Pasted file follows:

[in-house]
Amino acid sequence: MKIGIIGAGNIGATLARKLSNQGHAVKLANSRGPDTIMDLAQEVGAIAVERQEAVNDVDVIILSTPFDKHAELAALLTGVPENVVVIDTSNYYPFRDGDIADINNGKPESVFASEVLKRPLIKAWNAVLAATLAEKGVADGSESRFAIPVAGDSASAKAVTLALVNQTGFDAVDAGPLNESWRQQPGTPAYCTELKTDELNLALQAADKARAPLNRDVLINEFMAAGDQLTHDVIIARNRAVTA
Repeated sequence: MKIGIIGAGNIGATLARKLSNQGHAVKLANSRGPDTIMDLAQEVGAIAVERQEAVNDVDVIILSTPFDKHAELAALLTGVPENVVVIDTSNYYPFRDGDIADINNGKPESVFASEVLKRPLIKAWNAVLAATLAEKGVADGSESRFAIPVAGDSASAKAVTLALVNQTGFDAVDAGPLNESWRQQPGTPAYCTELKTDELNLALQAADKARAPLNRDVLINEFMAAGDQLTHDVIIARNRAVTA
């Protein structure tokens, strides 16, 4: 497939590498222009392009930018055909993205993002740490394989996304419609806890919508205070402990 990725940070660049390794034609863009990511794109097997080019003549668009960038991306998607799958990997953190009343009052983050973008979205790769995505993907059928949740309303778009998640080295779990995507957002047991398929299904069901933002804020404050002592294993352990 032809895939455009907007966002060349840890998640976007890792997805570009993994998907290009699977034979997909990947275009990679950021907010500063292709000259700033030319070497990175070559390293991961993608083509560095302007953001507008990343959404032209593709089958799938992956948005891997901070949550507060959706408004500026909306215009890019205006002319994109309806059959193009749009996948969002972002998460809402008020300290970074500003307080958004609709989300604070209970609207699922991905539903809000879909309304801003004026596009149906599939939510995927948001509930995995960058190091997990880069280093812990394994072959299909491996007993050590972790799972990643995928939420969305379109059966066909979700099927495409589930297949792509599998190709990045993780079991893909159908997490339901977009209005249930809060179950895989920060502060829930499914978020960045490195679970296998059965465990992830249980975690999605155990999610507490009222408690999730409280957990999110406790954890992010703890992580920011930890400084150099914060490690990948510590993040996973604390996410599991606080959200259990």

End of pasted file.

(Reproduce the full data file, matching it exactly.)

[in-house]
Amino acid sequence: MKIGIIGAGNIGATLARKLSNQGHAVKLANSRGPDTIMDLAQEVGAIAVERQEAVNDVDVIILSTPFDKHAELAALLTGVPENVVVIDTSNYYPFRDGDIADINNGKPESVFASEVLKRPLIKAWNAVLAATLAEKGVADGSESRFAIPVAGDSASAKAVTLALVNQTGFDAVDAGPLNESWRQQPGTPAYCTELKTDELNLALQAADKARAPLNRDVLINEFMAAGDQLTHDVIIARNRAVTA
Repeated sequence: MKIGIIGAGNIGATLARKLSNQGHAVKLANSRGPDTIMDLAQEVGAIAVERQEAVNDVDVIILSTPFDKHAELAALLTGVPENVVVIDTSNYYPFRDGDIADINNGKPESVFASEVLKRPLIKAWNAVLAATLAEKGVADGSESRFAIPVAGDSASAKAVTLALVNQTGFDAVDAGPLNESWRQQPGTPAYCTELKTDELNLALQAADKARAPLNRDVLINEFMAAGDQLTHDVIIARNRAVTA
């Protein structure tokens, strides 16, 4: 497939590498222009392009930018055909993205993002740490394989996304419609806890919508205070402990 990725940070660049390794034609863009990511794109097997080019003549668009960038991306998607799958990997953190009343009052983050973008979205790769995505993907059928949740309303778009998640080295779990995507957002047991398929299904069901933002804020404050002592294993352990 032809895939455009907007966002060349840890998640976007890792997805570009993994998907290009699977034979997909990947275009990679950021907010500063292709000259700033030319070497990175070559390293991961993608083509560095302007953001507008990343959404032209593709089958799938992956948005891997901070949550507060959706408004500026909306215009890019205006002319994109309806059959193009749009996948969002972002998460809402008020300290970074500003307080958004609709989300604070209970609207699922991905539903809000879909309304801003004026596009149906599939939510995927948001509930995995960058190091997990880069280093812990394994072959299909491996007993050590972790799972990643995928939420969305379109059966066909979700099927495409589930297949792509599998190709990045993780079991893909159908997490339901977009209005249930809060179950895989920060502060829930499914978020960045490195679970296998059965465990992830249980975690999605155990999610507490009222408690999730409280957990999110406790954890992010703890992580920011930890400084150099914060490690990948510590993040996973604390996410599991606080959200259990």